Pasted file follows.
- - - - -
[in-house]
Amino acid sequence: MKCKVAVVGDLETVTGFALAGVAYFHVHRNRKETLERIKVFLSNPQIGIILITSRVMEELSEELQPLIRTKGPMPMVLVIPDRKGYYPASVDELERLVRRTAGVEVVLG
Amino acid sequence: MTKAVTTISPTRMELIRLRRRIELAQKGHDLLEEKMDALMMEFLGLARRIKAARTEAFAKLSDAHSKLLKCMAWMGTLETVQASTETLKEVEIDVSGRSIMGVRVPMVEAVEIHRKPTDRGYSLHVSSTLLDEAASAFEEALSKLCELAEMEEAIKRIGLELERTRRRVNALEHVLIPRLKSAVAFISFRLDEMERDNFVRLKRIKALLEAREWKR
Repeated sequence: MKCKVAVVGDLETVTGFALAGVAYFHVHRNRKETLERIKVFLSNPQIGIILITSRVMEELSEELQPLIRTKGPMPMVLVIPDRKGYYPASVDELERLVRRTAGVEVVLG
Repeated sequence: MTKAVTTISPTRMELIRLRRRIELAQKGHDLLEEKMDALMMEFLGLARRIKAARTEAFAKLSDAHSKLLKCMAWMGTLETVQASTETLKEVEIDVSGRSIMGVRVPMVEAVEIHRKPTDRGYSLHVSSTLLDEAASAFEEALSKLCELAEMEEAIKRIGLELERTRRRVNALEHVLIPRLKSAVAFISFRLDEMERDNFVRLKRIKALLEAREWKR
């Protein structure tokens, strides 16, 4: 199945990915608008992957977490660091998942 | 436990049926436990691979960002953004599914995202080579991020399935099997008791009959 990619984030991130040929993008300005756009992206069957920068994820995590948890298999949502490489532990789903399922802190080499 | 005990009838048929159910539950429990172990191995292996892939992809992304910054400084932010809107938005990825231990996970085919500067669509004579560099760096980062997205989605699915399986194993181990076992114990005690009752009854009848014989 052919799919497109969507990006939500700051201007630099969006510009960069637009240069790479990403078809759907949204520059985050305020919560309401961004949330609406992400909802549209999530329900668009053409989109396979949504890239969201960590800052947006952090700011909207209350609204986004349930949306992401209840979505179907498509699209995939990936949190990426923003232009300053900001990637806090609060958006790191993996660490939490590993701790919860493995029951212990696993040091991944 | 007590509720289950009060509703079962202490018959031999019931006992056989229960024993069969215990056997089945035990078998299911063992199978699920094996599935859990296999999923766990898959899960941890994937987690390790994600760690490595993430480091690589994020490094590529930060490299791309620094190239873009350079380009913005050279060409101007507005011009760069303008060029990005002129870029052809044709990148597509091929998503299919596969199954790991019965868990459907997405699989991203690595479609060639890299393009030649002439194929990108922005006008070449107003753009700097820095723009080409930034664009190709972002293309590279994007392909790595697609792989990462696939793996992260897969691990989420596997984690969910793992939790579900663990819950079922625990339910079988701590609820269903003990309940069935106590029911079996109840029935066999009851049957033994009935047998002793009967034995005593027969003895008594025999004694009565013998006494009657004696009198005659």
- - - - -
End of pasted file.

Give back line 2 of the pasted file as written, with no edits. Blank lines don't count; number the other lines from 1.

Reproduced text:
Amino acid sequence: MKCKVAVVGDLETVTGFALAGVAYFHVHRNRKETLERIKVFLSNPQIGIILITSRVMEELSEELQPLIRTKGPMPMVLVIPDRKGYYPASVDELERLVRRTAGVEVVLG